Tropical Cyclone Bouchra may have been re-born over the weekend of Nov. 17 and 18 but by Nov. 20 it was blown apart by wind shear and NASA's Aqua satellite confirmed that.
In general, wind shear is a measure of how the speed and direction of winds change with altitude. Wind shear can tear a tropical cyclone apart or weaken it.
On Nov. 20 the MODIS or Moderate Resolution Imaging Spectroradiometer instrument aboard NASA's Aqua satellite saw Tropical Storm Bouchra being torn apart by winds. The center appeared almost cloud free while the bulk of clouds were pushed to the southeast. That's an indication that winds or wind shear was affecting the storm and elongating its circulation center, weakening the storm again.
By 4 a.m. EST (0900 UTC) on Nov. 20, Bouchra was already weakening and the Joint Typhoon Warning Center issued their final bulletin on the system. At that time, maximum sustained winds were near 35 knots (40 mph/62 kph). It was located near 5.4 degrees south latitude and 78.0 degrees east longitude, about 604 nautical miles southeast of Diego Garcia. Wind shear had increased since Nov. 19 and was pushing the bulk of clouds to the southeast and about 150 nautical miles away from the center.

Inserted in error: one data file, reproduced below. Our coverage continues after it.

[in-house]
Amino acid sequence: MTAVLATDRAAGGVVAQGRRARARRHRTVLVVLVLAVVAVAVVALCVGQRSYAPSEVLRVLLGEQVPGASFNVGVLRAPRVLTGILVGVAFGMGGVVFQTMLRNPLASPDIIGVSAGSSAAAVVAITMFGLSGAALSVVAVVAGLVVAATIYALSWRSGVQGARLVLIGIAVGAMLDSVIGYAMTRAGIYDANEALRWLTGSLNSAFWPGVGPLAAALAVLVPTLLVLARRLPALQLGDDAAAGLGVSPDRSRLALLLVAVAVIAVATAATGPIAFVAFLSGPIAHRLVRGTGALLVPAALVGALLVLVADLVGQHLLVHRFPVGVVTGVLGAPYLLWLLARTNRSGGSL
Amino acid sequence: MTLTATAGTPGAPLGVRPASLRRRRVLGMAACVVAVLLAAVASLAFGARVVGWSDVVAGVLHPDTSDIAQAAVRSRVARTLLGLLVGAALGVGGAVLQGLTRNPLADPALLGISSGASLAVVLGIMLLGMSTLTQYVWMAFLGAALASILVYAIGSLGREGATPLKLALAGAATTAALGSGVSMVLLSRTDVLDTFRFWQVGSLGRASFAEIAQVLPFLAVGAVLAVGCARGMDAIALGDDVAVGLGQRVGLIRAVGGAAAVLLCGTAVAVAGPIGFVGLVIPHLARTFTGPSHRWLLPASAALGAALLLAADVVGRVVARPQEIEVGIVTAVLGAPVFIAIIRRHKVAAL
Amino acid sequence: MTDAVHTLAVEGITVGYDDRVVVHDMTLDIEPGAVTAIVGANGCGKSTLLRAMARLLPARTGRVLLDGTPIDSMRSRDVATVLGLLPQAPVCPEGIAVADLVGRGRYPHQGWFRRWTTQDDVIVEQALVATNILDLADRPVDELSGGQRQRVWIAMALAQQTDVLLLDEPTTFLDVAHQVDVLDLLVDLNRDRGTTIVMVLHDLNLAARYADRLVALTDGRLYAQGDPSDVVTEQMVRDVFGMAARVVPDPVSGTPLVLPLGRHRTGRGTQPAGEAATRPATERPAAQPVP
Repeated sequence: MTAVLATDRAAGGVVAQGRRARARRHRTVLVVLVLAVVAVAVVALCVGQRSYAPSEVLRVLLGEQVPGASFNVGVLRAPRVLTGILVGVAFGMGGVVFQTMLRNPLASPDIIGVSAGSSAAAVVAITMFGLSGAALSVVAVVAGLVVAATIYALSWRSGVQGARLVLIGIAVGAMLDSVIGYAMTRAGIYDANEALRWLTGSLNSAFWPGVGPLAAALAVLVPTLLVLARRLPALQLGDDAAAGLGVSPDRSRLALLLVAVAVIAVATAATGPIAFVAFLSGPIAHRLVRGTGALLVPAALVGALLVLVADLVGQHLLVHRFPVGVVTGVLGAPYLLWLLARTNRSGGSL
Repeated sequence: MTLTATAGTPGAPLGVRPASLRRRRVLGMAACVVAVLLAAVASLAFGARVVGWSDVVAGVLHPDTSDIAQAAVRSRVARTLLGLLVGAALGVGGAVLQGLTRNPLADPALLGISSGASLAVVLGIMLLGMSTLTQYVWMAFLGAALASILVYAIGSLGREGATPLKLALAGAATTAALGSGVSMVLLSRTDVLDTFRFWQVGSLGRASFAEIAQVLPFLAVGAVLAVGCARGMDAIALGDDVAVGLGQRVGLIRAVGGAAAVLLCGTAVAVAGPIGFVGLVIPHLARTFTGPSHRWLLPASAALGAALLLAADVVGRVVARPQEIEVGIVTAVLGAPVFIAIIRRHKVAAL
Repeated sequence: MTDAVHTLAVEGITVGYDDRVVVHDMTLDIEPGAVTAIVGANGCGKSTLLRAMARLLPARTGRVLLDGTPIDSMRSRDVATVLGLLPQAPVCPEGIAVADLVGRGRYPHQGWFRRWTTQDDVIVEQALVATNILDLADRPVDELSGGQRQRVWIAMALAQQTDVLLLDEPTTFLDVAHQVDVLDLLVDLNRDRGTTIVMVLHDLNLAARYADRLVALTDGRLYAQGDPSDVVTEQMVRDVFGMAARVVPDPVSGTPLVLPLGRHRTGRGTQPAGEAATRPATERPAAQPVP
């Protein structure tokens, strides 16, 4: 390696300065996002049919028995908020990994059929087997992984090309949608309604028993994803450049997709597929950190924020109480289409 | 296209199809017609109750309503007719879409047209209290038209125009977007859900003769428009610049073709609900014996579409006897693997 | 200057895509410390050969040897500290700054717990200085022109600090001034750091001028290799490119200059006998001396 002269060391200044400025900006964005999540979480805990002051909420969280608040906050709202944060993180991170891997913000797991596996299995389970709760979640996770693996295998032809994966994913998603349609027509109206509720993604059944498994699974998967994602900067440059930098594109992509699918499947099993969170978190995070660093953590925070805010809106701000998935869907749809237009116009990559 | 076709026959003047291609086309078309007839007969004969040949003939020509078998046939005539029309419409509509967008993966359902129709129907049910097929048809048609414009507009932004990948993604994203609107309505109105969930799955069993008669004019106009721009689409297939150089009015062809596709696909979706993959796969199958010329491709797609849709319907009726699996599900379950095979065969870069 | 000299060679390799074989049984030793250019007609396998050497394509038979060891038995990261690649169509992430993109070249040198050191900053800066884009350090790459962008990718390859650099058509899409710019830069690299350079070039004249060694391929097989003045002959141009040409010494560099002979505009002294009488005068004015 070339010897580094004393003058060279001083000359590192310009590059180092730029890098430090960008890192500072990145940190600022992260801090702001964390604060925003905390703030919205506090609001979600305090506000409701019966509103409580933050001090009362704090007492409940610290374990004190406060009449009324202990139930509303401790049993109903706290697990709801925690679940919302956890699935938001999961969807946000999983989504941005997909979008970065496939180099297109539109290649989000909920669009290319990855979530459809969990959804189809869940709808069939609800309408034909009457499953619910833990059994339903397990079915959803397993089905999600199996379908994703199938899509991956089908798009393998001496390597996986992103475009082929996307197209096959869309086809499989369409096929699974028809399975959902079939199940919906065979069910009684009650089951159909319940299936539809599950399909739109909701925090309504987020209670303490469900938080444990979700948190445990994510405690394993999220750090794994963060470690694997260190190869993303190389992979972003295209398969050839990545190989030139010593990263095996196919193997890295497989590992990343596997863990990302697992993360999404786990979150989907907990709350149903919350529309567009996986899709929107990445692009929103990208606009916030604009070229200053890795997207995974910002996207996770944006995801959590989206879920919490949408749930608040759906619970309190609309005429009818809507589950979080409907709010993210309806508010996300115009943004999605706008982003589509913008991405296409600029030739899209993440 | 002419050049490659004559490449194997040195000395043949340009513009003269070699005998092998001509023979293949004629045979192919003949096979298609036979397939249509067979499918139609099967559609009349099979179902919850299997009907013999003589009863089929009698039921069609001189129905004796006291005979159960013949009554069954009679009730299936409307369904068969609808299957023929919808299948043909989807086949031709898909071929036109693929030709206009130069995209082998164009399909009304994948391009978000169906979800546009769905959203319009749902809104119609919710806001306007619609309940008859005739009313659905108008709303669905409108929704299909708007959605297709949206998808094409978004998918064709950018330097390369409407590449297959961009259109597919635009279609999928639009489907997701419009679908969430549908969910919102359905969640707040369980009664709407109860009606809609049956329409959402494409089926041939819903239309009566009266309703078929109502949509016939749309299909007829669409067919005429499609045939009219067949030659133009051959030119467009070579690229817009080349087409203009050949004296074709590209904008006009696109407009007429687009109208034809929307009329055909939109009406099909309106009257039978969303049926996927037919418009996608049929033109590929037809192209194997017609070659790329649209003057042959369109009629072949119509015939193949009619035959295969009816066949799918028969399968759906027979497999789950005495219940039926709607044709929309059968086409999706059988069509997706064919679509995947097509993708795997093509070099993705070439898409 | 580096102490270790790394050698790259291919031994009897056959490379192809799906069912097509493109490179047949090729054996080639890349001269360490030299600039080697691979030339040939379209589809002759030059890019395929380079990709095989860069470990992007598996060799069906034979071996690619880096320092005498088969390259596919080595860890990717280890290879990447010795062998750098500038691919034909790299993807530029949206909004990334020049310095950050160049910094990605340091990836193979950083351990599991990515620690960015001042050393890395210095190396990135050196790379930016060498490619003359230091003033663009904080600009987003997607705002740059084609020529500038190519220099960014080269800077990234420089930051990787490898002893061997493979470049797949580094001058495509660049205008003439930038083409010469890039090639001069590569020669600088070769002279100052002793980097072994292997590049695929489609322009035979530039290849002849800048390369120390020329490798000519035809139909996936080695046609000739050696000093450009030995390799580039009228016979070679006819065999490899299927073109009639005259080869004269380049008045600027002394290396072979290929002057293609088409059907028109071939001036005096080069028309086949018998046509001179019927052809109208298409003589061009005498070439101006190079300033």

Bouchra is expected to make its final dissipation by the end of the day on Nov. 20.
Explore further: NASA-NOAA satellite catches short-lived Tropical Cyclone Bouchra